The importance of cake
Cakes are wonderful. They are celebrations. Even if it’s only a Thursday afternoon at Granny Brown’s house, a freshly baked cake hot from the oven really takes a cup of tea to another level. And throughout our lives there have always been cakes - from the picture of me on my first birthday dwarfed by an enormous hundreds-and-thousands-covered-cake, to visiting my Gran up in rural Worcestershire where there was always, without fail, a leafy green tin containing a Victoria Sponge heaped with icing sugar and filled with her own strawberry jam. My Granny used to make an infamous 'Holiday Cake', a fruit cake made using the lard collected from a term's worth of cooked breakfasts, which my Dad remembers fondly but I never tried...
When we got engaged we were presented with a delicious Orange Polenta cake decorated with huge letters spelling out congratulations, which didn’t all quite fit on the cake but were all the more wonderful for being squeezed on, and for our wedding cake we had towers of tray-bakes from our good friends The Exploding Bakery who make our favourite cakes still (pictured above just last week). And perhaps the most special cake I’ve ever received, left on our doorstep the day after our son was born - a seeded loaf cake, whacked full of protein to help with recovery - handmade, wrapped in paper and tied up with string from my best friend.
Cakes are a way to say thank you, say sorry, or just to say hi to a new neighbour. A universal language concocted from eggs, sugar, butter and flour. Or bananas, agave, coconut oil and ground almonds. Or yoghurt, strawberries, honey and spelt flour. The list goes on. So we've made a collection of bakeware, for when only a homemade cake will do. A mixing bowl, a measuring jug and a lemon juicer. The essentials.
A large bowl, the largest we've ever made. Intended for mixing, but also excellent at serving, holding big salads, roast potatoes, a mountain of fruit, veg… or one of those to keep on a table at all times, that’s slowly filled with receipts, bits of lego, crayons and the odd apple. With a gently dimpled profile and a hand-painted rim of Cobalt or 22k Gold, logo stamped underneath. Comes in a bespoke gold-foiled greyboard box, ideal for gifting.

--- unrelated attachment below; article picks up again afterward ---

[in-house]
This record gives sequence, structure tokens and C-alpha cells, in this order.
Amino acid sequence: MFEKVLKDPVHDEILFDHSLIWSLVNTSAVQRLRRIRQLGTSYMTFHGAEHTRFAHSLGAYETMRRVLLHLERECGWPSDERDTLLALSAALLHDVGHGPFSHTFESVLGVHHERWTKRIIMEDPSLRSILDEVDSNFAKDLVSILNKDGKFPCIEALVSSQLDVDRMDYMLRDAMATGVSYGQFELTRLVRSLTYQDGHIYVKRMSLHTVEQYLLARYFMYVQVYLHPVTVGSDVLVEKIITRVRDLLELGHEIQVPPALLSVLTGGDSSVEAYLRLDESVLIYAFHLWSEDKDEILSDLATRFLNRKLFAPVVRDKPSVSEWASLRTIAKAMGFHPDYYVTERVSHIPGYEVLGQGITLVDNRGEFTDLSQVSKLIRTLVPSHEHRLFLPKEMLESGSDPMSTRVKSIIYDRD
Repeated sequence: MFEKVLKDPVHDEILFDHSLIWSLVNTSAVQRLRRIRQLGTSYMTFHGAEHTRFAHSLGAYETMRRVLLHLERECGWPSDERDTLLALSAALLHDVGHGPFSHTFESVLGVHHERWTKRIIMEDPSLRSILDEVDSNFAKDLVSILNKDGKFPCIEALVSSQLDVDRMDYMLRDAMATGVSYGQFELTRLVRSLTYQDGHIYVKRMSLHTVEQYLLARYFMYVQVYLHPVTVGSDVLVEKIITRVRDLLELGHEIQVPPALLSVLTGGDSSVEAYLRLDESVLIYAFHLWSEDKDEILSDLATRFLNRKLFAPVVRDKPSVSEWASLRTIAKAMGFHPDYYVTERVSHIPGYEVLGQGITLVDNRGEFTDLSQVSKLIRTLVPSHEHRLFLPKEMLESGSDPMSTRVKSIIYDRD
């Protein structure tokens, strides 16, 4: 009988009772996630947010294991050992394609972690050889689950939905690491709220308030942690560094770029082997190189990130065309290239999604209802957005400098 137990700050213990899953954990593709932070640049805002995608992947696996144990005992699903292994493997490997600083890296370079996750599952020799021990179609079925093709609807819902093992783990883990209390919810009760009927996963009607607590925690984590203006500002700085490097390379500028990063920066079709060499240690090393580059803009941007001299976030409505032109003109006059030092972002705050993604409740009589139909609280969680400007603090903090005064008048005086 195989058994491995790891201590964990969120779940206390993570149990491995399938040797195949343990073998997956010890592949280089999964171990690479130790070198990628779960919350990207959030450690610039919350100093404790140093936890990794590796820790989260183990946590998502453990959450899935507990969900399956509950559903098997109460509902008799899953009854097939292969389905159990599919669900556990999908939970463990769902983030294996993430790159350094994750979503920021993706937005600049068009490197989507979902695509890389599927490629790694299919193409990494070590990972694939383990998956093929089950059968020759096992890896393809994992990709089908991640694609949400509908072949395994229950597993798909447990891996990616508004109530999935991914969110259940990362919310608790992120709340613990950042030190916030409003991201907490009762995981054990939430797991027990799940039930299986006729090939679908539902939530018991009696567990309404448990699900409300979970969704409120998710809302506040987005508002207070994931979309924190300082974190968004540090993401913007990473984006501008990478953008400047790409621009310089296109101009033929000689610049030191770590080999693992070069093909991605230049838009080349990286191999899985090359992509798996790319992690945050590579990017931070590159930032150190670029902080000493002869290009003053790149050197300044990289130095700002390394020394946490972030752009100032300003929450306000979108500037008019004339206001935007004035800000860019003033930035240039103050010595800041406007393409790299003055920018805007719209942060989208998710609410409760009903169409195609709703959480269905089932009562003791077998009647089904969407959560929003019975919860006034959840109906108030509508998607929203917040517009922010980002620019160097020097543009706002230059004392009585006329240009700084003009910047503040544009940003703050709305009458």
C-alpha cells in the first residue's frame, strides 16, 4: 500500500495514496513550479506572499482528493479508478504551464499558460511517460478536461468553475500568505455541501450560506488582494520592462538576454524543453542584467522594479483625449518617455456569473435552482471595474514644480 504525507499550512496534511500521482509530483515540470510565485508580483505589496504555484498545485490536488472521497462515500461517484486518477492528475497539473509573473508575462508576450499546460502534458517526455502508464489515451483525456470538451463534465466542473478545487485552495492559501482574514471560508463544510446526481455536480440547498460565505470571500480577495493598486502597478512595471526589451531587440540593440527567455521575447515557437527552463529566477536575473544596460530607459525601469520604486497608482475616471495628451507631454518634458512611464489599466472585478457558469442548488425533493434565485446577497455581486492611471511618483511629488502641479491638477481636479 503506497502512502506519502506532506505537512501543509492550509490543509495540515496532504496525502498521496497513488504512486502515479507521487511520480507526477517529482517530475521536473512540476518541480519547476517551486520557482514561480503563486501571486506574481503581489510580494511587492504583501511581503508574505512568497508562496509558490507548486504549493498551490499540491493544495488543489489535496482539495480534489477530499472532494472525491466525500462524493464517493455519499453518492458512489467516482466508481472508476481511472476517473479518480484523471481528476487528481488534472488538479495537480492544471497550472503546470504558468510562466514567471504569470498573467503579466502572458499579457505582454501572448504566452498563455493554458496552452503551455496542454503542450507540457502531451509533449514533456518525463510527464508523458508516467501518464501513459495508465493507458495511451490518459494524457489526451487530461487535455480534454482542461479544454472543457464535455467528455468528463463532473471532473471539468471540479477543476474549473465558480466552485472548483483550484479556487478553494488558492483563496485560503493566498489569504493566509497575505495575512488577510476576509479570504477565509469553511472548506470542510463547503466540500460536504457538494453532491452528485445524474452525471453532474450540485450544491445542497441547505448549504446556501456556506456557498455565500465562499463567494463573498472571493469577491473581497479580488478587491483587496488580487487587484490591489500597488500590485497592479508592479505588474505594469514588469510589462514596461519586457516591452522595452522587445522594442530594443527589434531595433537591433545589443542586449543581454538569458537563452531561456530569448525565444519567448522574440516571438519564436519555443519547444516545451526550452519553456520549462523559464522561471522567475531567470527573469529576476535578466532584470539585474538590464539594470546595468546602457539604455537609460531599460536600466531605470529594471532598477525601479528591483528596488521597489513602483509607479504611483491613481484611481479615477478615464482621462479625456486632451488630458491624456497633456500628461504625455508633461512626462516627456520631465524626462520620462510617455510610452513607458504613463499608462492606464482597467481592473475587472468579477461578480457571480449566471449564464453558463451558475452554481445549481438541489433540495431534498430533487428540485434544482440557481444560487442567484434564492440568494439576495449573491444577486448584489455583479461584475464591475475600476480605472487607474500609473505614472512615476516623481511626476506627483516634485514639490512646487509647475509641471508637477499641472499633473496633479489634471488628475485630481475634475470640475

We’ve made a measuring jug, pretty essential kit for all baking. With a subtly dimpled profile, a large hand-painted handle, elongated spout and hand-drawn measurements screen printed onto each jug. More accurate than our soon-to-be-replaced measuring jug at home. Can hold everything from hot stock to beaten eggs, and can also double up as a gravy jug - fancier than the Pyrex, but v. importantly has an excellent pour unlike the drip-machines that are the classic gravy-boats.
Capacity 500ml, or 1pt. (568ml to be precise)
A shallow bowl with a juicer in the middle, for making a restorative hot toddy, or the drizzle for a traybake, or a lemonade. My oldest friend’s mum Maggie used to make lemonade every summer, and my first port of call when visiting - sometimes even before saying hello, or visiting her doll’s house of dreams (with electric lights! And a garden!) - was always the fridge door, where the concentrated lemony syrup was kept. I can remember the taste so distinctly, less sweet than a shop bought one, sour, tangy. Delicious. Perhaps time now to try to recreate it, if I can wangle the recipe…
With a hand-painted handle and elongated spout, for a perfect pour. Logo stamped on the base.